Equilibrium selection in signaling games with teams: Forward induction or faster adaptive learning?
Teams are shown to violate the most basic of equilibrium refinements in signaling games: single-round deletion of dominated strategies (part of the Cho-Kreps intuitive criteria). This is important because, to the extent that teams can be easily induced to violate the most basic of equilibrium refinements even under a "best case" scenario (teams that rapidly develop strategic play in games of this sort), it implies that one must rely on learning models, and past empirical research with these models, when predicting equilibrium outcomes.
If you experience problems downloading a file, check if you have the proper application to view it first. In case of further problems read the IDEAS help page. Note that these files are not on the IDEAS site. Please be patient as the files may be large.
As the access to this document is restricted, you may want to look for a different version under "Related research" (further below) or search for a different version of it.
References listed on IDEAS
Please report citation or reference errors to , or , if you are the registered author of the cited work, log in to your RePEc Author Service profile, click on "citations" and make appropriate adjustments.:
- Milgrom, Paul & Roberts, John, 1982.
"Limit Pricing and Entry under Incomplete Information: An Equilibrium Analysis,"
Econometric Society, vol. 50(2), pages 443-459, March.
- Paul Milgrom & John Roberts, 1998. "Limit Pricing and Entry Under Incomplete Information: An Equilibrium Analysis," Levine's Working Paper Archive 245, David K. Levine.
- Marco Casari & John C. Ham & John H. Kagel, 2007. "Selection Bias, Demographic Effects, and Ability Effects in Common Value Auction Experiments," American Economic Review, American Economic Association, vol. 97(4), pages 1278-1304, September.
- Marco Casari & John C. Ham & John H. Kagel, 2005. "Selection bias, demographic effects, and ability effects in common value auction experiments," Staff Reports 213, Federal Reserve Bank of New York.
- In-Koo Cho & David M. Kreps, 1987. "Signaling Games and Stable Equilibria," The Quarterly Journal of Economics, Oxford University Press, vol. 102(2), pages 179-221.
- In-Koo Cho & David M. Kreps, 1997. "Signaling Games and Stable Equilibria," Levine's Working Paper Archive 896, David K. Levine.
- David J. Cooper & John H. Kagel, 2005. "Are Two Heads Better Than One? Team versus Individual Play in Signaling Games," American Economic Review, American Economic Association, vol. 95(3), pages 477-509, June.
- Cooper, David J & Garvin, Susan & Kagel, John H, 1997. "Adaptive Learning vs. Equilibrium Refinements in an Entry Limit Pricing Game," Economic Journal, Royal Economic Society, vol. 107(442), pages 553-575, May.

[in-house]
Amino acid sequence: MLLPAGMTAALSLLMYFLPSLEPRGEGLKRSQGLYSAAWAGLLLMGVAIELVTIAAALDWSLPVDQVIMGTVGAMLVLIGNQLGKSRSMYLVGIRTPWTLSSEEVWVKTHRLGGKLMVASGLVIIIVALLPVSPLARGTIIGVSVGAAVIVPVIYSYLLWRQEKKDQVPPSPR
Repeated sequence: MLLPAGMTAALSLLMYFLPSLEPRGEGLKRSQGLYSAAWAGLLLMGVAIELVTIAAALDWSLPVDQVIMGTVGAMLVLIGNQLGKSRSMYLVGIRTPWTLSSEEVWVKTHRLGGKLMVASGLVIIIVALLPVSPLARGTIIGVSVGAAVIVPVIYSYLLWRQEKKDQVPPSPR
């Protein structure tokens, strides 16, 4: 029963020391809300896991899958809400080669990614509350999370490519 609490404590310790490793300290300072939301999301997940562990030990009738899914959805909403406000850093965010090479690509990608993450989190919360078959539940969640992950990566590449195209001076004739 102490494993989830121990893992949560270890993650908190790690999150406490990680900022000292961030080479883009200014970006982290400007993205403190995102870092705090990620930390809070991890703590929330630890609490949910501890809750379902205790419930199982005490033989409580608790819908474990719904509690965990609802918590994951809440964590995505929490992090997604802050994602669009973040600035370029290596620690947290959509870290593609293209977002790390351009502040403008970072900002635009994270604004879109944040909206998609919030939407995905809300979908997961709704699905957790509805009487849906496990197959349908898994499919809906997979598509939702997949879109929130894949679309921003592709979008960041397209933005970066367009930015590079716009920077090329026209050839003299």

- Brandts, Jordi & Holt, Charles A, 1992. "An Experimental Test of Equilibrium Dominance in Signaling Games," American Economic Review, American Economic Association, vol. 82(5), pages 1350-1365, December.
- Miller, Ross M & Plott, Charles R, 1985. "Product Quality Signaling in Experimental Markets," Econometrica, Econometric Society, vol. 53(4), pages 837-872, July.
- Miller, Ross M. & Plott, Charles R., "undated". "Product Quality Signaling in Experimental Markets," Working Papers 447, California Institute of Technology, Division of the Humanities and Social Sciences.
- Brandts, Jordi & Holt, Charles A, 1993. "Adjustment Patterns and Equilibrium Selection in Experimental Signaling Games," International Journal of Game Theory, Springer;Game Theory Society, vol. 22(3), pages 279-302. Full references (including those not matched with items on IDEAS)
When requesting a correction, please mention this item's handle: RePEc:eee:reecon:v:63:y:2009:i:4:p:216-224. See general information about how to correct material in RePEc.
For technical questions regarding this item, or to correct its authors, title, abstract, bibliographic or download information, contact: (Dana Niculescu)
If you have authored this item and are not yet registered with RePEc, we encourage you to do it here. This allows to link your profile to this item. It also allows you to accept potential citations to this item that we are uncertain about.
If references are entirely missing, you can add them using this form.
If the full references list an item that is present in RePEc, but the system did not link to it, you can help with this form.
If you know of missing items citing this one, you can help us creating those links by adding the relevant references in the same way as above, for each refering item. If you are a registered author of this item, you may also want to check the "citations" tab in your profile, as there may be some citations waiting for confirmation.
Please note that corrections may take a couple of weeks to filter through the various RePEc services.